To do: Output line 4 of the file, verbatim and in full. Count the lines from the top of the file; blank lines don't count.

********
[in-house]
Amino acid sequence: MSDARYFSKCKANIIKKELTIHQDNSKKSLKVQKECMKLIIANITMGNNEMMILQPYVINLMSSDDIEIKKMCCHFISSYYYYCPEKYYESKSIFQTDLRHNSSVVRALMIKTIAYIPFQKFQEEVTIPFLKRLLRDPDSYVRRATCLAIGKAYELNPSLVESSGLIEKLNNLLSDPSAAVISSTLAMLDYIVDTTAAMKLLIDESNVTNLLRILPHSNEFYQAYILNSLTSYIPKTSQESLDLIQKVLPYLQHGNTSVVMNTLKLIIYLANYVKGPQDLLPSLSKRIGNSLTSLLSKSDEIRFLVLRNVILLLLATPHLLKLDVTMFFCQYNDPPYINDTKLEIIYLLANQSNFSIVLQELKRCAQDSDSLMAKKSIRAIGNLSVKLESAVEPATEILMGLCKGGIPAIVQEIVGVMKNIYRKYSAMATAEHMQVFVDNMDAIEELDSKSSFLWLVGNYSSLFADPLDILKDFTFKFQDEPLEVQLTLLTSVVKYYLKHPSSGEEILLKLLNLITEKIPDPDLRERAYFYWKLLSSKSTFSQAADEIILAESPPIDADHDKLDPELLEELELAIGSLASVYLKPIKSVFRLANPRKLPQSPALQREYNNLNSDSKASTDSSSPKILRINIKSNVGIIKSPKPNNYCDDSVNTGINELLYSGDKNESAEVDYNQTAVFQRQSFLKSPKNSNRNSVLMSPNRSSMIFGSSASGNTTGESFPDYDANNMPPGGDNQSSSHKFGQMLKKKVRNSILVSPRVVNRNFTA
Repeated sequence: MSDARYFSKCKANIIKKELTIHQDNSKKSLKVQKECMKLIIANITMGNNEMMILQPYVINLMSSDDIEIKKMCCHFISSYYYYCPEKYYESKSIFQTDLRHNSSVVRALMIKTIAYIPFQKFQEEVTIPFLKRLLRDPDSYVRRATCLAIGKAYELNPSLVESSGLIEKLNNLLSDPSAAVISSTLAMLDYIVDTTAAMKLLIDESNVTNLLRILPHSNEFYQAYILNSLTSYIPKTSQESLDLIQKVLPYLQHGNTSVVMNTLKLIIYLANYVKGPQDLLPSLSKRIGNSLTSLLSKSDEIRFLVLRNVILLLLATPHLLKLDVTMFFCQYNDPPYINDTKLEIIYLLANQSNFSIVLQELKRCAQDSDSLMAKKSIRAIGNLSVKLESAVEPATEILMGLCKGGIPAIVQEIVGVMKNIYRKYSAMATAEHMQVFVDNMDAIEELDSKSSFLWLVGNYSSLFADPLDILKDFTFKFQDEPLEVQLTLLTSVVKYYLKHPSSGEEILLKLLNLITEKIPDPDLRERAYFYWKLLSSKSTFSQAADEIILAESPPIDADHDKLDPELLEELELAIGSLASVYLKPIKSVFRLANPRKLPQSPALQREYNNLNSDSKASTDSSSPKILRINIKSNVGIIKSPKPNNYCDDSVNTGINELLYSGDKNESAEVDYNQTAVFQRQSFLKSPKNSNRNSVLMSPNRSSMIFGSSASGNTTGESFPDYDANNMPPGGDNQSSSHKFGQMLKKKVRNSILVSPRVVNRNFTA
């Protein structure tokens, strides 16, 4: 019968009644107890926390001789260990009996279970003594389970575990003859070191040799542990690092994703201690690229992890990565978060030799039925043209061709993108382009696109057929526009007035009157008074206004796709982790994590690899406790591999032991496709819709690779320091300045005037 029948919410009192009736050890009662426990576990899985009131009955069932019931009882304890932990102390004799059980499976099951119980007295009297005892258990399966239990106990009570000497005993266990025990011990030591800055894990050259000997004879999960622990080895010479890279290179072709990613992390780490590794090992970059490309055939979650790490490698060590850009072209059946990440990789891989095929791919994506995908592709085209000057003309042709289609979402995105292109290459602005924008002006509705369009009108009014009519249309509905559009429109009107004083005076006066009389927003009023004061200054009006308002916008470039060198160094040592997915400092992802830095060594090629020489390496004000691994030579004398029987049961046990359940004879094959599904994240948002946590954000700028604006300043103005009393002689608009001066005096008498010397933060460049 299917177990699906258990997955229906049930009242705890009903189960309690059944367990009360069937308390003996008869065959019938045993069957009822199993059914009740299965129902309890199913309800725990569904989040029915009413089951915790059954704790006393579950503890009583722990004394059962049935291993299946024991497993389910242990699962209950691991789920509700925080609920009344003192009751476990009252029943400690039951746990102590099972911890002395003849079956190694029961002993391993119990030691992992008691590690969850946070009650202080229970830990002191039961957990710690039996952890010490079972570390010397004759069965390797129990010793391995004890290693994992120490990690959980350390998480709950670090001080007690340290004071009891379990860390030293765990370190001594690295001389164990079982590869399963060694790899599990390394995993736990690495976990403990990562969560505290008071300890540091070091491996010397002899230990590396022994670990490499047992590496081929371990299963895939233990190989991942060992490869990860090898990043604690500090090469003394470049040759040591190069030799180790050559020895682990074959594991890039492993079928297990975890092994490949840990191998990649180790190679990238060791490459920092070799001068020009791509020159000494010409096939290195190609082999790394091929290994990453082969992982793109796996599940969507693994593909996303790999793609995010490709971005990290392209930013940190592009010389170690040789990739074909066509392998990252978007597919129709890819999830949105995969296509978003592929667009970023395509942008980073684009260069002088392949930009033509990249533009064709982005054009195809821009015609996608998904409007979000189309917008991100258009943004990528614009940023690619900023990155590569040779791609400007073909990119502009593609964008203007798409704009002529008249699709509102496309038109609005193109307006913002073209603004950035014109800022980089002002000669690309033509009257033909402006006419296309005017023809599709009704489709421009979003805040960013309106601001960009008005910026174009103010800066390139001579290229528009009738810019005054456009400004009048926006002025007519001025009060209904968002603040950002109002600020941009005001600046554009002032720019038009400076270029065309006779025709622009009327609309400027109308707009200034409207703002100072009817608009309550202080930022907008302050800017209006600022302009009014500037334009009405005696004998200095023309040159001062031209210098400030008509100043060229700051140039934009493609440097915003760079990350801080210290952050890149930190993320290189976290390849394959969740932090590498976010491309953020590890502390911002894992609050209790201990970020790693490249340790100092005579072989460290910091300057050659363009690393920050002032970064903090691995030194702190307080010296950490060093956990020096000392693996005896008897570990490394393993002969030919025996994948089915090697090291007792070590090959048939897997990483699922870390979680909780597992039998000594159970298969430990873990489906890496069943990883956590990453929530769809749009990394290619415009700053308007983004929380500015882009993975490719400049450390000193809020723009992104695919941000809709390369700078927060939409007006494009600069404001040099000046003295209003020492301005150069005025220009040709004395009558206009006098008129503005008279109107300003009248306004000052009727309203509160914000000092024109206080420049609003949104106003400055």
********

């Protein structure tokens, strides 16, 4: 019968009644107890926390001789260990009996279970003594389970575990003859070191040799542990690092994703201690690229992890990565978060030799039925043209061709993108382009696109057929526009007035009157008074206004796709982790994590690899406790591999032991496709819709690779320091300045005037 029948919410009192009736050890009662426990576990899985009131009955069932019931009882304890932990102390004799059980499976099951119980007295009297005892258990399966239990106990009570000497005993266990025990011990030591800055894990050259000997004879999960622990080895010479890279290179072709990613992390780490590794090992970059490309055939979650790490490698060590850009072209059946990440990789891989095929791919994506995908592709085209000057003309042709289609979402995105292109290459602005924008002006509705369009009108009014009519249309509905559009429109009107004083005076006066009389927003009023004061200054009006308002916008470039060198160094040592997915400092992802830095060594090629020489390496004000691994030579004398029987049961046990359940004879094959599904994240948002946590954000700028604006300043103005009393002689608009001066005096008498010397933060460049 299917177990699906258990997955229906049930009242705890009903189960309690059944367990009360069937308390003996008869065959019938045993069957009822199993059914009740299965129902309890199913309800725990569904989040029915009413089951915790059954704790006393579950503890009583722990004394059962049935291993299946024991497993389910242990699962209950691991789920509700925080609920009344003192009751476990009252029943400690039951746990102590099972911890002395003849079956190694029961002993391993119990030691992992008691590690969850946070009650202080229970830990002191039961957990710690039996952890010490079972570390010397004759069965390797129990010793391995004890290693994992120490990690959980350390998480709950670090001080007690340290004071009891379990860390030293765990370190001594690295001389164990079982590869399963060694790899599990390394995993736990690495976990403990990562969560505290008071300890540091070091491996010397002899230990590396022994670990490499047992590496081929371990299963895939233990190989991942060992490869990860090898990043604690500090090469003394470049040759040591190069030799180790050559020895682990074959594991890039492993079928297990975890092994490949840990191998990649180790190679990238060791490459920092070799001068020009791509020159000494010409096939290195190609082999790394091929290994990453082969992982793109796996599940969507693994593909996303790999793609995010490709971005990290392209930013940190592009010389170690040789990739074909066509392998990252978007597919129709890819999830949105995969296509978003592929667009970023395509942008980073684009260069002088392949930009033509990249533009064709982005054009195809821009015609996608998904409007979000189309917008991100258009943004990528614009940023690619900023990155590569040779791609400007073909990119502009593609964008203007798409704009002529008249699709509102496309038109609005193109307006913002073209603004950035014109800022980089002002000669690309033509009257033909402006006419296309005017023809599709009704489709421009979003805040960013309106601001960009008005910026174009103010800066390139001579290229528009009738810019005054456009400004009048926006002025007519001025009060209904968002603040950002109002600020941009005001600046554009002032720019038009400076270029065309006779025709622009009327609309400027109308707009200034409207703002100072009817608009309550202080930022907008302050800017209006600022302009009014500037334009009405005696004998200095023309040159001062031209210098400030008509100043060229700051140039934009493609440097915003760079990350801080210290952050890149930190993320290189976290390849394959969740932090590498976010491309953020590890502390911002894992609050209790201990970020790693490249340790100092005579072989460290910091300057050659363009690393920050002032970064903090691995030194702190307080010296950490060093956990020096000392693996005896008897570990490394393993002969030919025996994948089915090697090291007792070590090959048939897997990483699922870390979680909780597992039998000594159970298969430990873990489906890496069943990883956590990453929530769809749009990394290619415009700053308007983004929380500015882009993975490719400049450390000193809020723009992104695919941000809709390369700078927060939409007006494009600069404001040099000046003295209003020492301005150069005025220009040709004395009558206009006098008129503005008279109107300003009248306004000052009727309203509160914000000092024109206080420049609003949104106003400055």